Proof of loss is required as soon as practicable following the Company’s written
request for signed Proof from Insured; however, Insured, at its option, may elect to
file Proof with Company prior to Company’s request. It shall be necessary for the
Insured to render a signed and sworn proof of loss to the Insurer or its appointed
representative stating: the place, time and cause of loss, interest of the Insured and
of all others, the value of the property involved, and the amount of loss, damage, or
(See, e.g. Lloyd’s Policy at ¶ 46.)3 Prior to a proof of loss, the Greenbrier was to provide “notice
of loss.” The relevant provision requires that notice be given “[a]s soon as practicable after any
loss or damage occurring under this policy.” (See, e.g., ACE Policy, 00032, ¶ 44.) The insured
is instructed to “report such loss or damage with full particulars” to a specified address. (Id.)
3 The Lexington Policy also contains the following “Proof of Loss and Payment” paragraph in a section entitled
“Standard Property Conditions:”
The Insured shall complete and sign a sworn proof of loss within ninety (90) days after the
occurrence of a loss (unless such period be extended by the written agreement of the Company)
stating the time, place and cause of loss, the interest of the Insured and of all others in the property,
the sound value thereof and the amount of loss or damage thereto, and all other insurance thereon.
All adjusted claims shall be due and payable thirty (30) days after the presentation and acceptance of
satisfactory proof(s) of loss…
(Lexington Policy, 0006.)
D. The Claims Process
The Plaintiffs provided a series of documents asserting business interruption losses to the
Insurers. The Greenbrier hired RWH Myers to generate the claim submission, and the Insurers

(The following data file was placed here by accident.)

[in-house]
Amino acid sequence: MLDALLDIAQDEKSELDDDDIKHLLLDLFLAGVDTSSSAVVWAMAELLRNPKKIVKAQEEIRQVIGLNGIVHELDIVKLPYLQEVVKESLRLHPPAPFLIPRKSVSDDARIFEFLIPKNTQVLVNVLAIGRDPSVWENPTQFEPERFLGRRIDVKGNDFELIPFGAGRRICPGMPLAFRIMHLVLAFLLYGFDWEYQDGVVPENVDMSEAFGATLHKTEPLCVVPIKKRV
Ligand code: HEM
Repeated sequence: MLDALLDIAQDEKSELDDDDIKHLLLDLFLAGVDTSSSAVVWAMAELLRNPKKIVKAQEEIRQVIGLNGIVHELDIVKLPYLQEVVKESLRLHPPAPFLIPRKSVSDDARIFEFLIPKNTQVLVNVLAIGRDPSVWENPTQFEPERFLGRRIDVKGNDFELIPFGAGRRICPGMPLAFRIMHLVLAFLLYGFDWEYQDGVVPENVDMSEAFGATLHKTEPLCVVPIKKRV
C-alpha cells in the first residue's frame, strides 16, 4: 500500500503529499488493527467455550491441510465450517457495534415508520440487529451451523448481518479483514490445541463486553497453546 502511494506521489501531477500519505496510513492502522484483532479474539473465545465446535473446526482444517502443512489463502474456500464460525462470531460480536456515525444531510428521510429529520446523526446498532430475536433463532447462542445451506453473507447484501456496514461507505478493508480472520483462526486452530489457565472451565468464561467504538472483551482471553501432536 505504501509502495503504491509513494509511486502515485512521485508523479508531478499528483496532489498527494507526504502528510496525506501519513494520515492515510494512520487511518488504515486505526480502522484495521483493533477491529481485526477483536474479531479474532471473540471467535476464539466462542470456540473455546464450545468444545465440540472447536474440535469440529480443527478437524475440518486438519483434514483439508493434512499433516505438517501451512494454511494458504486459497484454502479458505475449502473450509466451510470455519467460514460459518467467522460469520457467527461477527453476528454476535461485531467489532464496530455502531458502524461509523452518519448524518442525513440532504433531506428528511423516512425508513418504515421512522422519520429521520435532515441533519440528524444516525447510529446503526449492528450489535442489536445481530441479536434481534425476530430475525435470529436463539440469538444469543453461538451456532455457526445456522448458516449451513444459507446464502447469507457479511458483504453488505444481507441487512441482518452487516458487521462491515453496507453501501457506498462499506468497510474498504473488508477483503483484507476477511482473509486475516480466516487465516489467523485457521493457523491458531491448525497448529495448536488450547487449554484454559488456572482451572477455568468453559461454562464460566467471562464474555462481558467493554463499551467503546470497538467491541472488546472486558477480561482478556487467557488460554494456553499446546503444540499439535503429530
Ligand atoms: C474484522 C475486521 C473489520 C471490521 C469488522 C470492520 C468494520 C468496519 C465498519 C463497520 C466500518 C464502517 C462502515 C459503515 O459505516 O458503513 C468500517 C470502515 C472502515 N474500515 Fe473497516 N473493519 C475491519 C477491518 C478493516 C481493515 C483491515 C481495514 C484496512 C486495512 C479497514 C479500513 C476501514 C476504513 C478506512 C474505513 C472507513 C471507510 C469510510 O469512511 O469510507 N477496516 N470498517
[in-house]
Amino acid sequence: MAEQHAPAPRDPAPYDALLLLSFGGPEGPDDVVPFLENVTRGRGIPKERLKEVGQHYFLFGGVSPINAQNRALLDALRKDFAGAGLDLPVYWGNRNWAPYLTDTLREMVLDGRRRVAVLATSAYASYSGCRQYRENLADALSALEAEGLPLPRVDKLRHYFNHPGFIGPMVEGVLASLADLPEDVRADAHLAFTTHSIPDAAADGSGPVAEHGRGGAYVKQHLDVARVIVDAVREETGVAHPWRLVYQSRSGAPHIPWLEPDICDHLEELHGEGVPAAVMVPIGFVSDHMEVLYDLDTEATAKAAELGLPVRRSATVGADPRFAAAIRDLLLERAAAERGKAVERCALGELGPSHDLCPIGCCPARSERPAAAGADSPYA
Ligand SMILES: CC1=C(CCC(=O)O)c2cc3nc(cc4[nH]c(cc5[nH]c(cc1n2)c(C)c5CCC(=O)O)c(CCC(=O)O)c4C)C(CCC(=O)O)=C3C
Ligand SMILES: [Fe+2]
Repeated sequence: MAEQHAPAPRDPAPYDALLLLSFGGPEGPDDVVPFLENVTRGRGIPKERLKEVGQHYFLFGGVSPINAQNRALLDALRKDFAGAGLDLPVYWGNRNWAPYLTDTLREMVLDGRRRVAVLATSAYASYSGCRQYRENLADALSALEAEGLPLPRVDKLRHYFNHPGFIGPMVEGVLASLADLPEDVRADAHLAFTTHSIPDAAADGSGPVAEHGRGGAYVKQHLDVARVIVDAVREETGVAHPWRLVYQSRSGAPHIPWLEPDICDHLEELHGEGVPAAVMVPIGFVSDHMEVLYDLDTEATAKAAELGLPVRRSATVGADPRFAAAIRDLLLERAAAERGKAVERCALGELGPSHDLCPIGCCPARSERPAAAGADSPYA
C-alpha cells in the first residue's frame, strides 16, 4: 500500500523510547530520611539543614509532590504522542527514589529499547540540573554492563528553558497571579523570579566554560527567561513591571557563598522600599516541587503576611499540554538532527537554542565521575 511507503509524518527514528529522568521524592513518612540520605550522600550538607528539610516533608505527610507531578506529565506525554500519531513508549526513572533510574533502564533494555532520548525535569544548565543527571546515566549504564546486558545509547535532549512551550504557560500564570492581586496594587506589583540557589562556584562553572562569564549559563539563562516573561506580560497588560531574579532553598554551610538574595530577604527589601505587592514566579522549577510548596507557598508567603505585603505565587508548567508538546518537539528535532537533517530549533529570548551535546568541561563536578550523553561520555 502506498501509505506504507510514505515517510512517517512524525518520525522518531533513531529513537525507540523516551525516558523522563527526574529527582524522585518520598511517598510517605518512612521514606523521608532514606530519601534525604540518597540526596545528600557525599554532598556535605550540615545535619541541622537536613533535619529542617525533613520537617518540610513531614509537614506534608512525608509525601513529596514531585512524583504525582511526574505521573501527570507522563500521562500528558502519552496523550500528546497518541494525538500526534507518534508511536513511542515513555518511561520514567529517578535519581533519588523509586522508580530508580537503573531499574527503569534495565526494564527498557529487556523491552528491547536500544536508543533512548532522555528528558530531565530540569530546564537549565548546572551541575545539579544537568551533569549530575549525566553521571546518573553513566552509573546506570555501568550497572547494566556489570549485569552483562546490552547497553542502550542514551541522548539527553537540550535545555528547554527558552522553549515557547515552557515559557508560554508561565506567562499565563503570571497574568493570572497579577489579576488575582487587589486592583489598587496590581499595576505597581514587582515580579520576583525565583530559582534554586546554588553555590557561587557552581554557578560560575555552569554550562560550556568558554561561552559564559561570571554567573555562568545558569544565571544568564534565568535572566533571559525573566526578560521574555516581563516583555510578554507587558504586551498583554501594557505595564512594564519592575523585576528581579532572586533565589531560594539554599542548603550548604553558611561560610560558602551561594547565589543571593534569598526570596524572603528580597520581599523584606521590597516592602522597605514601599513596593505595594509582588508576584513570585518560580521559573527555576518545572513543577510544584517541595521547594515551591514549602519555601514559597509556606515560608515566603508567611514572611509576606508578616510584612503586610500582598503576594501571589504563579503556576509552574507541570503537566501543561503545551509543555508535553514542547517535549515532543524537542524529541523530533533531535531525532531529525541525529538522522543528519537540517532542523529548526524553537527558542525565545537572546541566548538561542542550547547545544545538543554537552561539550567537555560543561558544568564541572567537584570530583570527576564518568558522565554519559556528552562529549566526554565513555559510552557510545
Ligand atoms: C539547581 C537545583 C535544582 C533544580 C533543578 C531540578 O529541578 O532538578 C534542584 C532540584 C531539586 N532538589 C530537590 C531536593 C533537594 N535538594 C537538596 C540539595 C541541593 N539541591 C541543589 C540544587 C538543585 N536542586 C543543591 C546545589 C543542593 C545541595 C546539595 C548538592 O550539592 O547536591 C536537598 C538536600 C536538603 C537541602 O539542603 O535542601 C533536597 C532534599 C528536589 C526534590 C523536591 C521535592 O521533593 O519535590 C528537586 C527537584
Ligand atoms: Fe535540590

retained Meaden & Moore, an accounting firm, to assist in reviewing the claim. An initial interim
claim for the period between the storm on June 29, 2012, and December 2012 was submitted on
January 30, 2013. (Jan. 30, 2013 Claim, att’d to Pl.’s Resp. as Ex. 9) (Document 65-10.) A
subsequent interim submission for the date of the storm through March 2013 was submitted on
May 13, 2013. (May 13, 2013 Claim, att’d to Pl.’s Resp. as Ex. 10) (Document 65-13.) Each
submission contained schedules detailing the asserted losses, along with some documentation.
The Insurers responded with requests for further documentation, a process that continued through
late 2013. Representatives from the Greenbrier, RWH Myers, McLarens, Meaden & Moore, and
the Insurers gathered at the Greenbrier the week of November 11, 2013, for further review of
The Greenbrier demanded that the claims be resolved by the end of the year. Another
meeting was held on December 20, 2013. At that meeting, the Insurers provided a report from
Meaden & Moore detailing their position that no covered business interruption losses occurred
after July 9, 2012. (Meaden & Moore Preliminary Claim Analysis, p. 2, att’d as Ex. 11 to Pl’s
Resp.) (Document 65-16.)
The report summary identifies the total amount claimed as
$17,471,025, and lists the substantiated loss found by Meaden & Moore as $798,116. (Id.)
The record includes one-page forms entitled “Sworn Statement in Proof of Loss,” relevant
to the resolved property damage claims. These documents include the date of the storm, partial